Legal problems facing the flotilla organizers included severe difficulties in securing insurance for the boats due to major insurers having been approached by the NGO Shurat HaDin (Israel Law Center), which also filed a complaint with the Greek coast guard regarding the suspected lack of seaworthiness of seven of the boats comprising the flotilla. In addition, Shurat HaDin approached the maritime communications company Inmarsat, warning of the potential for damages suits and charges of aiding and abetting terrorism should it provide satellite services to the Gaza-bound ships. The NGO also filed lawsuits against the flotilla on behalf of U.S. citizens.

Public exposure of the connections of some of the flotilla’s organizers to Hamas also caused significant problems for its organizers. Just Journalism detailed the alleged Hamas connections of the European Campaign to End the Siege on Gaza official Mohammed Sawalha, and four Dutch journalists pulled out of the flotilla after having discovered the extent of involvement of the Hamas-linked activist Amin Abou Rashed in the organization of the Dutch-Italian boat. The journalists also complained of lack of transparency on the part of the flotilla organizers.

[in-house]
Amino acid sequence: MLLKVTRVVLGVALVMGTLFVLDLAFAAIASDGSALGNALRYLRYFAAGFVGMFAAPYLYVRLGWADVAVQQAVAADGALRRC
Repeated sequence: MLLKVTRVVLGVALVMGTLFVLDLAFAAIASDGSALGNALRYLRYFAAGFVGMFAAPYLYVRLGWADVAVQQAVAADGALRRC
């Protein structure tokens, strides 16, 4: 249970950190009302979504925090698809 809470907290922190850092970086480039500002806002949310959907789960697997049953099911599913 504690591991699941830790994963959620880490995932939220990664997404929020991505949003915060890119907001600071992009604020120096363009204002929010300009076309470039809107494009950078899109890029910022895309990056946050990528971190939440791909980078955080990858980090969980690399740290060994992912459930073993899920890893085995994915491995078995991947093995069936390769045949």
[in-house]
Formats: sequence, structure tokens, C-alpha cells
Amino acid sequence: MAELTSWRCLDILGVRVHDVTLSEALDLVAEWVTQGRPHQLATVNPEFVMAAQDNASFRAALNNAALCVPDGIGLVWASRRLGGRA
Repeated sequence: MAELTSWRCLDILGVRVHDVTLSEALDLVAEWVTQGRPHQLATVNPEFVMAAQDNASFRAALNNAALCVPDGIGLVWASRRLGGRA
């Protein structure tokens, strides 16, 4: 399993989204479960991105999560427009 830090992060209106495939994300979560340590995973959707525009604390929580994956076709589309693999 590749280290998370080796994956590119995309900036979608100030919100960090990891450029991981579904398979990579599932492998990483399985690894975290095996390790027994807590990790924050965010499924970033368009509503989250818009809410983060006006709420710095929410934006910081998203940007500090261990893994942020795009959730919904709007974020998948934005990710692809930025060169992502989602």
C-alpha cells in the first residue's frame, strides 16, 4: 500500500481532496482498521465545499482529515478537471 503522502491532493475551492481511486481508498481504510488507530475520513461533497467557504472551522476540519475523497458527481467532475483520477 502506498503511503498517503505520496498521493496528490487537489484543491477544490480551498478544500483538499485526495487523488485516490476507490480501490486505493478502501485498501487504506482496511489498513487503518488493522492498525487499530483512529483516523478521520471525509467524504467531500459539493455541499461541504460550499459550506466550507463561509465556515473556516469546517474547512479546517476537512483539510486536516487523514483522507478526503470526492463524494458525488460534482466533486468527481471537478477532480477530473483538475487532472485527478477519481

The internal economic and political crisis situation in Greece, where most of the flotilla’s boats had grouped, brought about a general strike which contributed to the delay in the flotilla’s departure as ports and marinas closed down as a result. In addition, a possible case of sabotage to the propeller of the Swedish-Norwegian boat in Greece and a similar (though disputed) incident concerning the Irish boat in Turkey incurred heavy expense for repairs and necessitated further postponement of departure.